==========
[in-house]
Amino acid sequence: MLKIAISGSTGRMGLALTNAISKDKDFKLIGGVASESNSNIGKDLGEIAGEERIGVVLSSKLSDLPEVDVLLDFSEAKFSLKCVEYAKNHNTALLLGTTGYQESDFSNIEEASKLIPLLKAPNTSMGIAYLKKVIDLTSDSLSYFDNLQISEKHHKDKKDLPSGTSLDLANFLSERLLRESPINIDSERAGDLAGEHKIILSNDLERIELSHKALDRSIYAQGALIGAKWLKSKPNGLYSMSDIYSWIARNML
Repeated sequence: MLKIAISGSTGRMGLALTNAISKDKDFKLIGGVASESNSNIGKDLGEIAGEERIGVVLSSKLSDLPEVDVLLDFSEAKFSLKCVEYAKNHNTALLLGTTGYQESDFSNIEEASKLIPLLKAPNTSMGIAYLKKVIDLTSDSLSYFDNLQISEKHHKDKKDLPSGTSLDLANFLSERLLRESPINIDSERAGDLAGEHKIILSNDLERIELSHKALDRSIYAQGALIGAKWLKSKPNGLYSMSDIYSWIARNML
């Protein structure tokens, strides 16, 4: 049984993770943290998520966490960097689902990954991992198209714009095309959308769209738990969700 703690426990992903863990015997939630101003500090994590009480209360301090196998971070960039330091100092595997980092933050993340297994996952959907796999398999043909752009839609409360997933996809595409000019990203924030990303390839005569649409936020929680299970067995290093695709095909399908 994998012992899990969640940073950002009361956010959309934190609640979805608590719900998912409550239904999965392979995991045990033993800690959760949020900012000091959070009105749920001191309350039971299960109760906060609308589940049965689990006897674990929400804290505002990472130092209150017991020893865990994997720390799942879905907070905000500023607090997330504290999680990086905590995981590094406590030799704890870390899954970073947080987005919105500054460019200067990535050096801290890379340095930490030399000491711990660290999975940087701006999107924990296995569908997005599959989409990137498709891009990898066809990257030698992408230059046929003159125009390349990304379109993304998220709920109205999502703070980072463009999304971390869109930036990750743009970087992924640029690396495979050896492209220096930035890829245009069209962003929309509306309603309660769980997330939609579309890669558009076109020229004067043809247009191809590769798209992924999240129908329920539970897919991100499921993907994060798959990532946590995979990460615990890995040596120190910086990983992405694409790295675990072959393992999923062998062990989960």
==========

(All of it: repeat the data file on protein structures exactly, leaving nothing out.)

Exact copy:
[in-house]
Amino acid sequence: MLKIAISGSTGRMGLALTNAISKDKDFKLIGGVASESNSNIGKDLGEIAGEERIGVVLSSKLSDLPEVDVLLDFSEAKFSLKCVEYAKNHNTALLLGTTGYQESDFSNIEEASKLIPLLKAPNTSMGIAYLKKVIDLTSDSLSYFDNLQISEKHHKDKKDLPSGTSLDLANFLSERLLRESPINIDSERAGDLAGEHKIILSNDLERIELSHKALDRSIYAQGALIGAKWLKSKPNGLYSMSDIYSWIARNML
Repeated sequence: MLKIAISGSTGRMGLALTNAISKDKDFKLIGGVASESNSNIGKDLGEIAGEERIGVVLSSKLSDLPEVDVLLDFSEAKFSLKCVEYAKNHNTALLLGTTGYQESDFSNIEEASKLIPLLKAPNTSMGIAYLKKVIDLTSDSLSYFDNLQISEKHHKDKKDLPSGTSLDLANFLSERLLRESPINIDSERAGDLAGEHKIILSNDLERIELSHKALDRSIYAQGALIGAKWLKSKPNGLYSMSDIYSWIARNML
């Protein structure tokens, strides 16, 4: 049984993770943290998520966490960097689902990954991992198209714009095309959308769209738990969700 703690426990992903863990015997939630101003500090994590009480209360301090196998971070960039330091100092595997980092933050993340297994996952959907796999398999043909752009839609409360997933996809595409000019990203924030990303390839005569649409936020929680299970067995290093695709095909399908 994998012992899990969640940073950002009361956010959309934190609640979805608590719900998912409550239904999965392979995991045990033993800690959760949020900012000091959070009105749920001191309350039971299960109760906060609308589940049965689990006897674990929400804290505002990472130092209150017991020893865990994997720390799942879905907070905000500023607090997330504290999680990086905590995981590094406590030799704890870390899954970073947080987005919105500054460019200067990535050096801290890379340095930490030399000491711990660290999975940087701006999107924990296995569908997005599959989409990137498709891009990898066809990257030698992408230059046929003159125009390349990304379109993304998220709920109205999502703070980072463009999304971390869109930036990750743009970087992924640029690396495979050896492209220096930035890829245009069209962003929309509306309603309660769980997330939609579309890669558009076109020229004067043809247009191809590769798209992924999240129908329920539970897919991100499921993907994060798959990532946590995979990460615990890995040596120190910086990983992405694409790295675990072959393992999923062998062990989960």